Climate & Water


Secretary-General's Message

{{Fresh water is vital for life. On average, a human being cannot survive more than three days without it. Water is essential for the production of our food, virtually all of our goods and services and for the environment.

The world now faces increasing challenges posed by water stress, floods and droughts and lack of access to clean supplies. There is an urgent need to improve forecasting, monitoring and management of water supplies and to tackle the problem of too much, too little or too polluted water.

World Meteorological Day and World Water Day 2020 therefore share the theme, Climate and Water. This focuses on managing climate and water in a more coordinated and sustainable manner because they are inextricably linked. Both lie at the heart of global goals on sustainable development, climate change and disaster risk reduction.

Hand in hand with UN Water and other key United Nations partners, WMO will work towards enhanced implementation and acceleration of Sustainable Development Goal 6, which focuses on clean water and sanitation.

Water is one of the most precious commodities of the 21st century. National Meteorological and Hydrological Services will be central to efforts to “count every drop because every drop counts.}}

Keep Watch for more soon.

PKANHYE.       22.50 HRS SATURDAY 21 MARCH 2020.

The International Meteorological Organisation (IMO) was founded in 1873. It changed to World Meteorological Organisation (WMO) in 1950. One year later, that is, in 1951 WMO became a specialized agency of the United Nations Organisation for meteorology (climate and weather), hydrology (water related issues) and geophysical sciences (environmental issues, etc.).

The role of the World Meteorological Organisation is to contribute in providing safety and welfare to humanity, that is:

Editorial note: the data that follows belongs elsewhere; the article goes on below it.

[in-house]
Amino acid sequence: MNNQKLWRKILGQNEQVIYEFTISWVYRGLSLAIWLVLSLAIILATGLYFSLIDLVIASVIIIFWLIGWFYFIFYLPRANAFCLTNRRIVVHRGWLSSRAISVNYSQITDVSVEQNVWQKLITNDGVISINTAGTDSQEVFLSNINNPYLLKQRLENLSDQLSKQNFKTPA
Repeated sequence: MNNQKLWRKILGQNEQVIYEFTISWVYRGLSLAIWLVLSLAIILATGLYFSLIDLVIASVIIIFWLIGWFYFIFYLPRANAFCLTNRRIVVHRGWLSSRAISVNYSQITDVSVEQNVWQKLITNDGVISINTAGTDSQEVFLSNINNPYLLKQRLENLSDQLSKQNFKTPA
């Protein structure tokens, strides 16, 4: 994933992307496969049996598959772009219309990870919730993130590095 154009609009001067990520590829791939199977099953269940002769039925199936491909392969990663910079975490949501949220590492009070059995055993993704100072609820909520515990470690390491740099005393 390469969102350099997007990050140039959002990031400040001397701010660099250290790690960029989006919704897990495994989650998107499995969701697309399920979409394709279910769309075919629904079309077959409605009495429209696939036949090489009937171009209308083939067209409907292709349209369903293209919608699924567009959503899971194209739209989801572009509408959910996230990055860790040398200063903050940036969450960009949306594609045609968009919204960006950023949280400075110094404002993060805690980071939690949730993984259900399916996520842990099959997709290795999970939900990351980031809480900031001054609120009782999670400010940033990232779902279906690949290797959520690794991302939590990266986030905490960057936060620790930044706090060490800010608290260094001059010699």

1. protection of life and property against natural disasters- droughts, floods, cyclones, forest fires, etc.;
  2. to safeguard the environment and
  3. to enhance the social and economic well-being in all sectors of society in areas like food security, water resources and transport.

The WMO facilitates and promotes worldwide cooperation in exchange of rapid information and data. The Headquarters of WMO is found in Geneva, Switzerland.

There are 191 member states in the WMO which has divided the whole Blue Planet or Blue Marble into 6 regions or zones. There are 57 member states, in all, in zone 1: Mauritius (Agalega, Chagos, Rodrigues, St. Brandon and Tromelin), Comoros Island, Madagascar, Reunion, Seychelles and all the 52 countries of Africa.

Mauritius became a member of the World Meteorological Organisation on 17 July 1969. It was just one year after acceding to Independence-12 March 1968. The Mauritius Meteorological Services (MMS) of Vacoas is the governmental institution that has the responsibility to represent Mauritius at the WMO. It has therefore the obligation to carry out the mission of the WMO.

The Mauritius Meteorological Services (MMS) has, thus, the duty to make observations on and to make forecasts regarding depressions, cyclones, droughts, heat waves, forest fires, floods, rainfalls, colds, fog, temperature, humidity, wind directions and intensity, ocean waves, tides, Tsunamis, hailstones, acid rain, volcanic ash, meteorites, etc. After collecting all data and information, the MMS of Vacoas has the obligation to inform everyone, namely the authorities, the public, educational institutions, fishermen, agricultural community, entrepreneurs, tourist industries, airport and shipping departments, etc. All information and warnings should be transmitted through the radios, television, emails, mobile phones, etc. The communication should be done on real time basis; in case of Tsunami within 15 minutes of the occurrence of the disaster.

In other words, the MMS has the duty to monitor and forecast all hazards that may originate from the atmosphere, the ocean and the ground and apply them in light of the Early Warning Systems. The Early Warning Systems (EWS) are considered by WMO as ‘critical life-saving tools’.

The EWS are defined by WMO to include four components:

  1. detection, monitoring and forecasting the hazards;
  2. analysis of risks involved;
  3. dissemination of timely and authoritative warnings and
  4. activation of emergency preparedness and response plans.

These systems can only be achievable by coordination across the stakeholders at national and community levels. Countries like France, Bangladesh, Cuba, etc. have achieved success by applying effective Early Warning Systems. In simple words, Awareness, Preparedness and Mitigation are undertaken according to planned framework.

PKANHYE. 22.23 hrs MONDAY 23 MARCH 2020.

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